Should you tell them all of the “whats” but none of the “hows”? Should you tell them all of the “hows” but encourage them to contact you to look it over?

Decisions, decisions.

My advice? Err on the side of too much rather than too little. Add your “on the other hands,” cover your backside, and encourage them to contact you to learn more. But don’t hide from telling them what to do and how to do it. Remember, you’re writing a “how to” not a “what to”.

Marketing legal services successfully starts with successful philosophies

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The benefits of a daily writing routine

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Most attorneys write every day. It’s a big part of the job. But let’s face it, most of that writing is formulaic and dull. Here’s our demand, this is what that case held, the facts are as follows.

You can dictate this stuff in your sleep.

Set aside 15 minutes every day to do a different kind of writing. Write something that expresses what you THINK and how you FEEL. Share your professional and personal experiences and observations. Inspire people to think, act, and buy.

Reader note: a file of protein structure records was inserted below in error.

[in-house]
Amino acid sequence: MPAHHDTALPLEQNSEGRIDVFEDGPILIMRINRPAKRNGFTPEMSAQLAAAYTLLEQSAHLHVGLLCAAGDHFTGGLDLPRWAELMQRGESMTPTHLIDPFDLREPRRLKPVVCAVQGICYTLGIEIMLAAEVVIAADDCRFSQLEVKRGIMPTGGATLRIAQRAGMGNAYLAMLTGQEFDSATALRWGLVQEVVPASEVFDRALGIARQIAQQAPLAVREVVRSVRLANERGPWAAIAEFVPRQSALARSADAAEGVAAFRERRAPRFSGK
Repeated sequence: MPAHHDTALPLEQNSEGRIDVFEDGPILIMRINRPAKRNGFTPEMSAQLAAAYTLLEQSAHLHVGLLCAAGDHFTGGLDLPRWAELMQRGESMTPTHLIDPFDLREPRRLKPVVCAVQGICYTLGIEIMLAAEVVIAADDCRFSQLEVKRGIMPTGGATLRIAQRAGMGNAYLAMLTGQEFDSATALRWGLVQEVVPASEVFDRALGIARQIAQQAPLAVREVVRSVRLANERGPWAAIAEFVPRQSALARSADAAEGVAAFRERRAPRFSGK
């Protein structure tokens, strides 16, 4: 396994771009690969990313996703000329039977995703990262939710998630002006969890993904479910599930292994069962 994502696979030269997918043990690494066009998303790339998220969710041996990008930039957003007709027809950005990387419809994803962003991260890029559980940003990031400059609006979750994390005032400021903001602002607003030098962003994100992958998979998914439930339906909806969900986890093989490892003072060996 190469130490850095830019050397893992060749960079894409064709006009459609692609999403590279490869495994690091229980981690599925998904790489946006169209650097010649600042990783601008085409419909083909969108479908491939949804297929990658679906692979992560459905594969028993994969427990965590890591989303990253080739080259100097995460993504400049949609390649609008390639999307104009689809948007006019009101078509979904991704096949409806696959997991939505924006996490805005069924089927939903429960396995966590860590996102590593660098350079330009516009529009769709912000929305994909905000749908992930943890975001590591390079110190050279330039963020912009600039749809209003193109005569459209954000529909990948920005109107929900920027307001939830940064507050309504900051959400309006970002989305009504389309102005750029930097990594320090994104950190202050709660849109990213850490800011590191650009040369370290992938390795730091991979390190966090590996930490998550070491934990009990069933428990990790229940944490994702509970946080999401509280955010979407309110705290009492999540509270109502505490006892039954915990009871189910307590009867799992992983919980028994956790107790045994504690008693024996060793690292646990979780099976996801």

Writing every day will make you a better writer. Faster, too. You’ll also produce more content (articles, blog posts, ebooks, reports, presentations, newsletters) that can bring you new business.

You don’t have to show your writing to anyone just yet. Just keep writing. The day will come, sooner than you think, when you know it’s time to put your writing to work.

If you love to write, writing every day can be a guilty pleasure you don’t usually get to experience. If you hate to write, talk. Record yourself “thinking out loud”.

Write every day, even when you don’t feel like it. Especially when you don’t feel like it. If 15 minutes is too much, start with ten. Or five. Do three-minute writing sprints, squirting out words as quickly as possible, without thinking or stopping.

Have fun with it. Be funny, or bitch and moan. Write whatever you want to write. But don’t break the chain. Writing daily is as much about discipline as it is communication. Once you’ve established this new habit, who knows what you might be empowered to do next.

Make a habit of getting referrals